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Harper's Encyclopedia of United States History (ed. Benson Lossing) 156 156 Browse Search
Lucius R. Paige, History of Cambridge, Massachusetts, 1630-1877, with a genealogical register 43 43 Browse Search
Benjamin Cutter, William R. Cutter, History of the town of Arlington, Massachusetts, ormerly the second precinct in Cambridge, or District of Menotomy, afterward the town of West Cambridge. 1635-1879 with a genealogical register of the inhabitants of the precinct. 19 19 Browse Search
Knight's Mechanical Encyclopedia (ed. Knight) 17 17 Browse Search
H. Wager Halleck , A. M. , Lieut. of Engineers, U. S. Army ., Elements of Military Art and Science; or, Course of Instruction in Strategy, Fortification, Tactis of Battles &c., Embracing the Duties of Staff, Infantry, Cavalry, Artillery and Engineers. Adapted to the Use of Volunteers and Militia. 11 11 Browse Search
Francis Jackson Garrison, William Lloyd Garrison, 1805-1879; the story of his life told by his children: volume 2 10 10 Browse Search
Baron de Jomini, Summary of the Art of War, or a New Analytical Compend of the Principle Combinations of Strategy, of Grand Tactics and of Military Policy. (ed. Major O. F. Winship , Assistant Adjutant General , U. S. A., Lieut. E. E. McLean , 1st Infantry, U. S. A.) 10 10 Browse Search
George P. Rowell and Company's American Newspaper Directory, containing accurate lists of all the newspapers and periodicals published in the United States and territories, and the dominion of Canada, and British Colonies of North America., together with a description of the towns and cities in which they are published. (ed. George P. Rowell and company) 8 8 Browse Search
The Daily Dispatch: March 13, 1862., [Electronic resource] 7 7 Browse Search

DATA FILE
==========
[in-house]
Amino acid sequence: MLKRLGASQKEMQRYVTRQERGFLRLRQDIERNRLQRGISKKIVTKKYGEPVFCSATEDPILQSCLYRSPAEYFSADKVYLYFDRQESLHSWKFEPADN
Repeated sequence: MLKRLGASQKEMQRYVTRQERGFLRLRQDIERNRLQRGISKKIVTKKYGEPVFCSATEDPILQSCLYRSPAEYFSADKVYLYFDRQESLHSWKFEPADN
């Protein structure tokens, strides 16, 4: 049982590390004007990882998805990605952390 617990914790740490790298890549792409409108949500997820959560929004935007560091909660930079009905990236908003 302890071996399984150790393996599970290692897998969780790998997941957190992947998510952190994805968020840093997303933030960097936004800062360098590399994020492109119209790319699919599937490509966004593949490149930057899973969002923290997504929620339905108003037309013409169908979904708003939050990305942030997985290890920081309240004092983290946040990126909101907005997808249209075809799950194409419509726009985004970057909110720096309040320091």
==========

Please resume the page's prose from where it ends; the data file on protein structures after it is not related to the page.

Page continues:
Cambridge History of American Literature: volume 3 (ed. Trent, William Peterfield, 1862-1939., Erskine, John, 1879-1951., Sherman, Stuart Pratt, 1881-1926., Van Doren, Carl, 1885-1950.) 7 7 Browse Search
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Browsing named entities in Francis Jackson Garrison, William Lloyd Garrison, 1805-1879; the story of his life told by his children: volume 1. You can also browse the collection for 1794 AD or search for 1794 AD in all documents.

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Francis Jackson Garrison, William Lloyd Garrison, 1805-1879; the story of his life told by his children: volume 1, Chapter 1: Ancestry.—1764-1805. (search)
firm character of this admirable woman, we must be permitted to give an anecdote of her whilst yet young. Her parents were of the Episcopal Church, and among the most bigoted of that body. In those days the Baptists were a despised people, and it was reckoned vulgar to be of their community. One day, however, it was made known through the neighborhood where she lived that one of these despised sectaries Perhaps Elder J. Murphy, a licentiate from a Baptist church in Nova Scotia. who in 1794 commenced preaching on the adjacent Moose Island. on which Eastport, Me., is situated. (See Millet's Hist. Baptists in Maine, p. 338.) The church at Eastport, which ultimately grew out of this beginning, had members on Deer Island. would preach in a barn, and a party of gay young people, one of whom was the lovely and gay Fanny Lloyd, agreed for a frolic to go and hear him. Of those who went to scoff one remained to pray; this was Fanny Lloyd. Her soul was deeply touched by the meek and h
Francis Jackson Garrison, William Lloyd Garrison, 1805-1879; the story of his life told by his children: volume 1, Chapter 4: editorial Experiments.—1826-1828. (search)
enjamin Franklin and Dr. Benjamin Rush, both signers of the Declaration of Independence; and the first president of the New York Society (organized in 1785) was John Jay, subsequently Chief-Justice of the United States Supreme Court. Other State societies were formed in Delaware (1788), Maryland (1789), Rhode Island and Connecticut (1790). Virginia (1791), New Jersey (1792), all of which, with some local societies in Pennsylvania, Maryland, and Delaware, were represented in the Convention of 1794. Annual sessions of the American Convention were held, with more or less regularity, for several years; afterwards it met biennially till 1825, then annually till 1829, when it suspended operations for nine years, holding its final meeting in 1838. The State societies devoted their efforts to gradual emancipation in their own States, the education and moral improvement of the free people of color, and their protection and rescue from kidnapping and reenslavement. The Pennsylvania Society w